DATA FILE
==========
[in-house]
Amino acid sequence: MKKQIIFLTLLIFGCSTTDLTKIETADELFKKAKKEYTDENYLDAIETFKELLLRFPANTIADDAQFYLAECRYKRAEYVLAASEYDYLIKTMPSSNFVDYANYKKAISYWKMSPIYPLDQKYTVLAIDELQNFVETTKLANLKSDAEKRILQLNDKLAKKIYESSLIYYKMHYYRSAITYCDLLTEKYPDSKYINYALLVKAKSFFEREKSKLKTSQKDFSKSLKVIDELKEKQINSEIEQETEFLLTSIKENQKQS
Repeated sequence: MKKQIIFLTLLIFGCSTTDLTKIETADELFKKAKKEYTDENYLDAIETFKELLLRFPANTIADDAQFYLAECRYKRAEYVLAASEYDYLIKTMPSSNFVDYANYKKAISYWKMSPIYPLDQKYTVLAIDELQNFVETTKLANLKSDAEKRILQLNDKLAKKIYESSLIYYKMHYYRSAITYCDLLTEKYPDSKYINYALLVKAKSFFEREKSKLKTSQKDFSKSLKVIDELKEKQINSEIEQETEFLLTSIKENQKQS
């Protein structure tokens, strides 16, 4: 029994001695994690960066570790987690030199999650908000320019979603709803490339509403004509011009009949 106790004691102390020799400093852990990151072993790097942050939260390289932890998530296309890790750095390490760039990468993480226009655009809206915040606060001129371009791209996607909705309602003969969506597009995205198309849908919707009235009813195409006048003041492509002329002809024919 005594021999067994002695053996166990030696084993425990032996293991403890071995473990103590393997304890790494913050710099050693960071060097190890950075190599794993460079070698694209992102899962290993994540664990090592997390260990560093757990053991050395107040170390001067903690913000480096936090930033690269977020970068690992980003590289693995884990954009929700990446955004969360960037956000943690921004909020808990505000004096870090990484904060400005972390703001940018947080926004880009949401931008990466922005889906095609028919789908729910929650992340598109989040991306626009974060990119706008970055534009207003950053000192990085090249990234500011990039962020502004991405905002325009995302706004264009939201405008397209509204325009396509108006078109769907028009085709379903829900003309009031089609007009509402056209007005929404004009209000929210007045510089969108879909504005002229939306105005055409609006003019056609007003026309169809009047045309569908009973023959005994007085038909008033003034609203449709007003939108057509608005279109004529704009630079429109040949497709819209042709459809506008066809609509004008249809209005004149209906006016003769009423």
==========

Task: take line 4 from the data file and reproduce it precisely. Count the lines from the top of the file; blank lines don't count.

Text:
């Protein structure tokens, strides 16, 4: 029994001695994690960066570790987690030199999650908000320019979603709803490339509403004509011009009949 106790004691102390020799400093852990990151072993790097942050939260390289932890998530296309890790750095390490760039990468993480226009655009809206915040606060001129371009791209996607909705309602003969969506597009995205198309849908919707009235009813195409006048003041492509002329002809024919 005594021999067994002695053996166990030696084993425990032996293991403890071995473990103590393997304890790494913050710099050693960071060097190890950075190599794993460079070698694209992102899962290993994540664990090592997390260990560093757990053991050395107040170390001067903690913000480096936090930033690269977020970068690992980003590289693995884990954009929700990446955004969360960037956000943690921004909020808990505000004096870090990484904060400005972390703001940018947080926004880009949401931008990466922005889906095609028919789908729910929650992340598109989040991306626009974060990119706008970055534009207003950053000192990085090249990234500011990039962020502004991405905002325009995302706004264009939201405008397209509204325009396509108006078109769907028009085709379903829900003309009031089609007009509402056209007005929404004009209000929210007045510089969108879909504005002229939306105005055409609006003019056609007003026309169809009047045309569908009973023959005994007085038909008033003034609203449709007003939108057509608005279109004529704009630079429109040949497709819209042709459809506008066809609509004008249809209005004149209906006016003769009423």